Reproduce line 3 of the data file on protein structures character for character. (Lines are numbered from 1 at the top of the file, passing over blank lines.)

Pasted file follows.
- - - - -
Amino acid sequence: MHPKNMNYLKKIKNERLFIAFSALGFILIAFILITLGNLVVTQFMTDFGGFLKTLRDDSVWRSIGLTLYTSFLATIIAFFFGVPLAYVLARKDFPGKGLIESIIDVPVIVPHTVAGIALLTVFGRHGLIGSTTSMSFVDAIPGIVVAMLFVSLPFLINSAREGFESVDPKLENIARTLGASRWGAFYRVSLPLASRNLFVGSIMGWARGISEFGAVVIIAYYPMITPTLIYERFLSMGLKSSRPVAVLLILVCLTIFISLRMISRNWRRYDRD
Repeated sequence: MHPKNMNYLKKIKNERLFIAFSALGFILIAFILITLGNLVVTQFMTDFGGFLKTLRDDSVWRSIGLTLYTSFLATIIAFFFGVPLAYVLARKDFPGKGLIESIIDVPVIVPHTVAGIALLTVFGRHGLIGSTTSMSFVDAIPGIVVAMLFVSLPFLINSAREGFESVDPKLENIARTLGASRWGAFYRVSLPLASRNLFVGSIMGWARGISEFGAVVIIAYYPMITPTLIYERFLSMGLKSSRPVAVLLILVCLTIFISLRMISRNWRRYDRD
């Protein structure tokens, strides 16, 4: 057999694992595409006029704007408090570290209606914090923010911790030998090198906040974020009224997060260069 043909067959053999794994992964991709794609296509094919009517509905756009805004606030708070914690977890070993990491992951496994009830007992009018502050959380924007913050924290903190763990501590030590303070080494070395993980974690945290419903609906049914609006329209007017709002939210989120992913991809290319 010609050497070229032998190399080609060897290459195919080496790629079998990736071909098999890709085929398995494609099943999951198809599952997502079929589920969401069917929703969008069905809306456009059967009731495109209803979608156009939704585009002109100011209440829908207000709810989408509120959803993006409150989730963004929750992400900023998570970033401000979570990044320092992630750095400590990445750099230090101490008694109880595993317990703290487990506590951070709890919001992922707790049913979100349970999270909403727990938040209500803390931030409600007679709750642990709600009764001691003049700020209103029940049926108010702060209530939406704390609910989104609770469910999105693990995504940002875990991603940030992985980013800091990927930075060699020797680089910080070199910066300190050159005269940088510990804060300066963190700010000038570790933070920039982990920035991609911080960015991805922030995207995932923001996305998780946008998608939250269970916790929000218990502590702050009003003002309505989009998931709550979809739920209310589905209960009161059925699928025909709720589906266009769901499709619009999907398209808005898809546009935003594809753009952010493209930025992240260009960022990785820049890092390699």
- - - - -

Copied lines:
């Protein structure tokens, strides 16, 4: 057999694992595409006029704007408090570290209606914090923010911790030998090198906040974020009224997060260069 043909067959053999794994992964991709794609296509094919009517509905756009805004606030708070914690977890070993990491992951496994009830007992009018502050959380924007913050924290903190763990501590030590303070080494070395993980974690945290419903609906049914609006329209007017709002939210989120992913991809290319 010609050497070229032998190399080609060897290459195919080496790629079998990736071909098999890709085929398995494609099943999951198809599952997502079929589920969401069917929703969008069905809306456009059967009731495109209803979608156009939704585009002109100011209440829908207000709810989408509120959803993006409150989730963004929750992400900023998570970033401000979570990044320092992630750095400590990445750099230090101490008694109880595993317990703290487990506590951070709890919001992922707790049913979100349970999270909403727990938040209500803390931030409600007679709750642990709600009764001691003049700020209103029940049926108010702060209530939406704390609910989104609770469910999105693990995504940002875990991603940030992985980013800091990927930075060699020797680089910080070199910066300190050159005269940088510990804060300066963190700010000038570790933070920039982990920035991609911080960015991805922030995207995932923001996305998780946008998608939250269970916790929000218990502590702050009003003002309505989009998931709550979809739920209310589905209960009161059925699928025909709720589906266009769901499709619009999907398209808005898809546009935003594809753009952010493209930025992240260009960022990785820049890092390699």